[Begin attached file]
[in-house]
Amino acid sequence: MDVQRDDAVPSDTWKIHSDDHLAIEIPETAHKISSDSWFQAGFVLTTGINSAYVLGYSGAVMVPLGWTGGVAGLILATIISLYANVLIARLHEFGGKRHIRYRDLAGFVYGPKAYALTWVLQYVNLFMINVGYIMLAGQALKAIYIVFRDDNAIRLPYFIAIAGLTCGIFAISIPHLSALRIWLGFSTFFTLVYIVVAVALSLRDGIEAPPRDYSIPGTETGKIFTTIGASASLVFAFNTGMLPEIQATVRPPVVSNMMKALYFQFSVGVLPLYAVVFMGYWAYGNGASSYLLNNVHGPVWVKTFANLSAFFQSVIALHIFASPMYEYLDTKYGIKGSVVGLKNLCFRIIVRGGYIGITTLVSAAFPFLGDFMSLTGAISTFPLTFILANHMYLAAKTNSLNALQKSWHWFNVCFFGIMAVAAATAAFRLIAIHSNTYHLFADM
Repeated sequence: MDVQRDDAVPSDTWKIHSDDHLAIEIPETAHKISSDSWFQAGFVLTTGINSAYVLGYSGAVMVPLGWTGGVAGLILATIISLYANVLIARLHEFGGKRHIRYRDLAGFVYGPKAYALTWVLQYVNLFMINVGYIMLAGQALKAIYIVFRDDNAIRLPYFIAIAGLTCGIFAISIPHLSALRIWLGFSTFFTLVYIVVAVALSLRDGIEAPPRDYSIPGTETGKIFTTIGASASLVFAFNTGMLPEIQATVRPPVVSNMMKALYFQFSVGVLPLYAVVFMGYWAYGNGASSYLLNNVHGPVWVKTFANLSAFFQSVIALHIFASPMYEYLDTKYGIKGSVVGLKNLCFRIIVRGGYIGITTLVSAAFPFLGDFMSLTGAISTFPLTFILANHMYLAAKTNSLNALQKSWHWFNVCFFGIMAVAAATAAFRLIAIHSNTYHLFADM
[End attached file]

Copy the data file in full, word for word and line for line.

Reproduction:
[in-house]
Amino acid sequence: MDVQRDDAVPSDTWKIHSDDHLAIEIPETAHKISSDSWFQAGFVLTTGINSAYVLGYSGAVMVPLGWTGGVAGLILATIISLYANVLIARLHEFGGKRHIRYRDLAGFVYGPKAYALTWVLQYVNLFMINVGYIMLAGQALKAIYIVFRDDNAIRLPYFIAIAGLTCGIFAISIPHLSALRIWLGFSTFFTLVYIVVAVALSLRDGIEAPPRDYSIPGTETGKIFTTIGASASLVFAFNTGMLPEIQATVRPPVVSNMMKALYFQFSVGVLPLYAVVFMGYWAYGNGASSYLLNNVHGPVWVKTFANLSAFFQSVIALHIFASPMYEYLDTKYGIKGSVVGLKNLCFRIIVRGGYIGITTLVSAAFPFLGDFMSLTGAISTFPLTFILANHMYLAAKTNSLNALQKSWHWFNVCFFGIMAVAAATAAFRLIAIHSNTYHLFADM
Repeated sequence: MDVQRDDAVPSDTWKIHSDDHLAIEIPETAHKISSDSWFQAGFVLTTGINSAYVLGYSGAVMVPLGWTGGVAGLILATIISLYANVLIARLHEFGGKRHIRYRDLAGFVYGPKAYALTWVLQYVNLFMINVGYIMLAGQALKAIYIVFRDDNAIRLPYFIAIAGLTCGIFAISIPHLSALRIWLGFSTFFTLVYIVVAVALSLRDGIEAPPRDYSIPGTETGKIFTTIGASASLVFAFNTGMLPEIQATVRPPVVSNMMKALYFQFSVGVLPLYAVVFMGYWAYGNGASSYLLNNVHGPVWVKTFANLSAFFQSVIALHIFASPMYEYLDTKYGIKGSVVGLKNLCFRIIVRGGYIGITTLVSAAFPFLGDFMSLTGAISTFPLTFILANHMYLAAKTNSLNALQKSWHWFNVCFFGIMAVAAATAAFRLIAIHSNTYHLFADM